Those wild and crazy enough to want to explore the subject further (along with very short notes on old and new rebels against the Canadian crown, Senate reform in Canada, new seats in the Ontario legislature, and the prize-winning Toronto artist Michael Seward) can click on “Read the rest of this page” and/or scroll below.

1. Top 8 Saxophones on The Shadow of Your Smile

* Diana Theodora Suciu, alto — talented young lady on Romanian TV.

Sadao Watanabe — “one of Japan’s greatest jazz musicians.”

* Sadao Watanabe, alto — awarded the Order of the Rising Sun for his contribution to the arts in Japan, “also a citizen of Los Angeles, California, United States.”

* Dexter Gordon, tenor — real jazz take from a late master of the lower register, with local rhythm section in Sweden 1974.

* Boots Randolph, tenor — aspiring real jazz musicians in my youth looked askance at Boots … when I listen to him now he’s more interesting than I thought.

* Ian Boyter, tenor — a guy in his home recording studio : closer to my own scene but still a lot better than I am!

* Matthew Stone, tenor — another guy in his home recording studio : still a lot better than I am.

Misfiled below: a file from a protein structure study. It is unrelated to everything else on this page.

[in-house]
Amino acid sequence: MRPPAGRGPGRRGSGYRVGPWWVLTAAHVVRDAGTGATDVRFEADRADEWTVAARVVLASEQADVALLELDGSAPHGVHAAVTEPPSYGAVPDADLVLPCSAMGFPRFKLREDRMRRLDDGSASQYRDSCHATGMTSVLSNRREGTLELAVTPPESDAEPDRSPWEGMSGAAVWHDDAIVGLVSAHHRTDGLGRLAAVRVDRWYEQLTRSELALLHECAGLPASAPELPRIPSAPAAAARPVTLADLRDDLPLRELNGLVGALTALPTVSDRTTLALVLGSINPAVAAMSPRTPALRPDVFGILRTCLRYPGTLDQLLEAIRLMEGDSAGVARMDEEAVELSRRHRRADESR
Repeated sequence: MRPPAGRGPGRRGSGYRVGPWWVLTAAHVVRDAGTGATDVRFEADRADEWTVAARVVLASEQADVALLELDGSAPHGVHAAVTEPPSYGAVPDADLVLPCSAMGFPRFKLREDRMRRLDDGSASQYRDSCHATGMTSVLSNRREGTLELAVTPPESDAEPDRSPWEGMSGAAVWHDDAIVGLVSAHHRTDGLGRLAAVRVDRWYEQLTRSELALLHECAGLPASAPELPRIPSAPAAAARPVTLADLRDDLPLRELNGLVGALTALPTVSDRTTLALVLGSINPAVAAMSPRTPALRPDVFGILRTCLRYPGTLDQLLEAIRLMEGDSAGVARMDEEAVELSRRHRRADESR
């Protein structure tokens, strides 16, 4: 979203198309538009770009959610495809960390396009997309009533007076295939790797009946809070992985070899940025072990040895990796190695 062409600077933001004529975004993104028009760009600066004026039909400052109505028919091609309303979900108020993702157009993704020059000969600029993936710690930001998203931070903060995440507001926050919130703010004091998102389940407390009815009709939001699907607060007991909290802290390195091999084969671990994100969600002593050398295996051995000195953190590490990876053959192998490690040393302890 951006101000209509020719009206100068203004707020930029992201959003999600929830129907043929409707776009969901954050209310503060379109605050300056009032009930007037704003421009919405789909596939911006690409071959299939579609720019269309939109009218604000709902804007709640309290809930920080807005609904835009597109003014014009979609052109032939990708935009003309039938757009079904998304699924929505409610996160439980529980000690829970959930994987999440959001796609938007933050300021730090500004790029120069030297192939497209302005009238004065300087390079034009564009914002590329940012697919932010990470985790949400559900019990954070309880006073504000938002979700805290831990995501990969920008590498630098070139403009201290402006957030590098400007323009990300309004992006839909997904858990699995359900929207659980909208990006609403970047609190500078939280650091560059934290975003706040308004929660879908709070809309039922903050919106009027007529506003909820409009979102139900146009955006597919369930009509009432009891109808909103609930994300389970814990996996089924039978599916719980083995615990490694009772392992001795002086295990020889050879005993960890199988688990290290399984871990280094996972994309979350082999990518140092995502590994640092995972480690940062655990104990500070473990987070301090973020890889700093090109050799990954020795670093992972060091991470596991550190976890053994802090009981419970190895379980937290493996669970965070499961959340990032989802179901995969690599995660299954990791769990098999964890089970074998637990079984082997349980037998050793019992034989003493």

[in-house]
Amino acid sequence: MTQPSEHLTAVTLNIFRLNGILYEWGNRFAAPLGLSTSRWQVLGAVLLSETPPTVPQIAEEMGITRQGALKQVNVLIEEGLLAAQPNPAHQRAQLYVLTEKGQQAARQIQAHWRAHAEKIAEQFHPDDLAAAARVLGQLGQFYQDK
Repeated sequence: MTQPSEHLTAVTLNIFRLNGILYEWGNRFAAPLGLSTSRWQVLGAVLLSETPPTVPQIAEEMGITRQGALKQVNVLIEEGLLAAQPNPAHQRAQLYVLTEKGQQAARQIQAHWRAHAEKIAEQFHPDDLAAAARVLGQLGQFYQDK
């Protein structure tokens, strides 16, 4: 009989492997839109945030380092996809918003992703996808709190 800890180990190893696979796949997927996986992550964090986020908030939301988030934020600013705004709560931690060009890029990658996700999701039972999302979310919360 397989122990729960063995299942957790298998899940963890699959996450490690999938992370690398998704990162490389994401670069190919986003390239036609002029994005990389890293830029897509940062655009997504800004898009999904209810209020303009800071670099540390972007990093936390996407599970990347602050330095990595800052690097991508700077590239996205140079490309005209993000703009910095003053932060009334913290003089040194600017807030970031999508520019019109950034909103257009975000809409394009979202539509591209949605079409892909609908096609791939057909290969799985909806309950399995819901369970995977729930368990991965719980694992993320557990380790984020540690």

* José Carlos Simões, tenor — another master of the lower register, presumably from Brazil with a lot of pop tunes on You Tube.

* Gerry Mulligan, baritone — a big name in my youth but apparently once thought to be a better arranger than a player among his New York peers … a very convincing player here nonetheless.

2. Old and new rebels against the Canadian Crown

1837 Upper Canada Rebellion leader William Lyon Mackenzie, portrait by Michael Seward.

Just two quick notes on this front :

* “Dror Bar-Natan renounces allegiance to Queen, spurs Monarchy debate” on CBC Radio’s The Current, December 1, 2015, is worth checking out if you missed it when it aired. Note especially the later interview with Ashok Charles, occasional contributor to this site and executive director of the democratic reform ginger group Republic Now || République du Canada.